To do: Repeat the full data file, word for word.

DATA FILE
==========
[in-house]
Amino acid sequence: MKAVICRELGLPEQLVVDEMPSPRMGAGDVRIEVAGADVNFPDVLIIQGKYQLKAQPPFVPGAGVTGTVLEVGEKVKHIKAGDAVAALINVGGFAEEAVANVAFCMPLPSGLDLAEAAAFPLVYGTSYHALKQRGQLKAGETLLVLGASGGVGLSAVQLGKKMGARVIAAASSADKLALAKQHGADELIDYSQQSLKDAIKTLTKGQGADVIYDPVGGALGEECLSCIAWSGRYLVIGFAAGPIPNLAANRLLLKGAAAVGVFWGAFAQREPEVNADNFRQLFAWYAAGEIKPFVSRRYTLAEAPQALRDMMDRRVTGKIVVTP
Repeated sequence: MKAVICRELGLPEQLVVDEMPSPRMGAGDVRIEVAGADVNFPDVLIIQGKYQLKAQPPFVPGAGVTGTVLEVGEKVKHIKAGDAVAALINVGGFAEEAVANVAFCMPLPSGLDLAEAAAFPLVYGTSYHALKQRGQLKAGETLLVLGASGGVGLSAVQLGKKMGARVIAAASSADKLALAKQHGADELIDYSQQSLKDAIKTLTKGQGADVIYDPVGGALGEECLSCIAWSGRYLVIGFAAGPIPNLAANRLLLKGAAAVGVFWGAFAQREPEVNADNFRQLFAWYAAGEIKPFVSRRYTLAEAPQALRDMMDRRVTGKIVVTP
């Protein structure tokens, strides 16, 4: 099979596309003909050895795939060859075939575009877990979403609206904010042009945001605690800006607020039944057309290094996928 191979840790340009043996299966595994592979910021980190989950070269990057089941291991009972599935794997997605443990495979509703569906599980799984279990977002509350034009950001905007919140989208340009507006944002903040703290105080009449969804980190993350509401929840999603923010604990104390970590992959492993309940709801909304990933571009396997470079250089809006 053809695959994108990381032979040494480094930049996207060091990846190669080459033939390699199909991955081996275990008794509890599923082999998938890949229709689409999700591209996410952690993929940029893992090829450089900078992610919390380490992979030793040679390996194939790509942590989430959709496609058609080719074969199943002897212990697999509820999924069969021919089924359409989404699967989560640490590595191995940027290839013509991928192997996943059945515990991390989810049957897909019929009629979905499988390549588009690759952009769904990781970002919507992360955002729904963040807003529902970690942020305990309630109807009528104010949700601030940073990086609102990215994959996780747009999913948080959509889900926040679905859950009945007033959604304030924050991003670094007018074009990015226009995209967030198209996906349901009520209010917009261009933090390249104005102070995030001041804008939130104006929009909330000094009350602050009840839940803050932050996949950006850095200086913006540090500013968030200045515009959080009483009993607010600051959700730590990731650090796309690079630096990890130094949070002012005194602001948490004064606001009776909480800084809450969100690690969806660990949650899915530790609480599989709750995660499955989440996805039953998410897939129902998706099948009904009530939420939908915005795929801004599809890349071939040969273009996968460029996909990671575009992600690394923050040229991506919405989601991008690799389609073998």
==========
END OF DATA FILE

[in-house]
Amino acid sequence: MKAVICRELGLPEQLVVDEMPSPRMGAGDVRIEVAGADVNFPDVLIIQGKYQLKAQPPFVPGAGVTGTVLEVGEKVKHIKAGDAVAALINVGGFAEEAVANVAFCMPLPSGLDLAEAAAFPLVYGTSYHALKQRGQLKAGETLLVLGASGGVGLSAVQLGKKMGARVIAAASSADKLALAKQHGADELIDYSQQSLKDAIKTLTKGQGADVIYDPVGGALGEECLSCIAWSGRYLVIGFAAGPIPNLAANRLLLKGAAAVGVFWGAFAQREPEVNADNFRQLFAWYAAGEIKPFVSRRYTLAEAPQALRDMMDRRVTGKIVVTP
Repeated sequence: MKAVICRELGLPEQLVVDEMPSPRMGAGDVRIEVAGADVNFPDVLIIQGKYQLKAQPPFVPGAGVTGTVLEVGEKVKHIKAGDAVAALINVGGFAEEAVANVAFCMPLPSGLDLAEAAAFPLVYGTSYHALKQRGQLKAGETLLVLGASGGVGLSAVQLGKKMGARVIAAASSADKLALAKQHGADELIDYSQQSLKDAIKTLTKGQGADVIYDPVGGALGEECLSCIAWSGRYLVIGFAAGPIPNLAANRLLLKGAAAVGVFWGAFAQREPEVNADNFRQLFAWYAAGEIKPFVSRRYTLAEAPQALRDMMDRRVTGKIVVTP
């Protein structure tokens, strides 16, 4: 099979596309003909050895795939060859075939575009877990979403609206904010042009945001605690800006607020039944057309290094996928 191979840790340009043996299966595994592979910021980190989950070269990057089941291991009972599935794997997605443990495979509703569906599980799984279990977002509350034009950001905007919140989208340009507006944002903040703290105080009449969804980190993350509401929840999603923010604990104390970590992959492993309940709801909304990933571009396997470079250089809006 053809695959994108990381032979040494480094930049996207060091990846190669080459033939390699199909991955081996275990008794509890599923082999998938890949229709689409999700591209996410952690993929940029893992090829450089900078992610919390380490992979030793040679390996194939790509942590989430959709496609058609080719074969199943002897212990697999509820999924069969021919089924359409989404699967989560640490590595191995940027290839013509991928192997996943059945515990991390989810049957897909019929009629979905499988390549588009690759952009769904990781970002919507992360955002729904963040807003529902970690942020305990309630109807009528104010949700601030940073990086609102990215994959996780747009999913948080959509889900926040679905859950009945007033959604304030924050991003670094007018074009990015226009995209967030198209996906349901009520209010917009261009933090390249104005102070995030001041804008939130104006929009909330000094009350602050009840839940803050932050996949950006850095200086913006540090500013968030200045515009959080009483009993607010600051959700730590990731650090796309690079630096990890130094949070002012005194602001948490004064606001009776909480800084809450969100690690969806660990949650899915530790609480599989709750995660499955989440996805039953998410897939129902998706099948009904009530939420939908915005795929801004599809890349071939040969273009996968460029996909990671575009992600690394923050040229991506919405989601991008690799389609073998």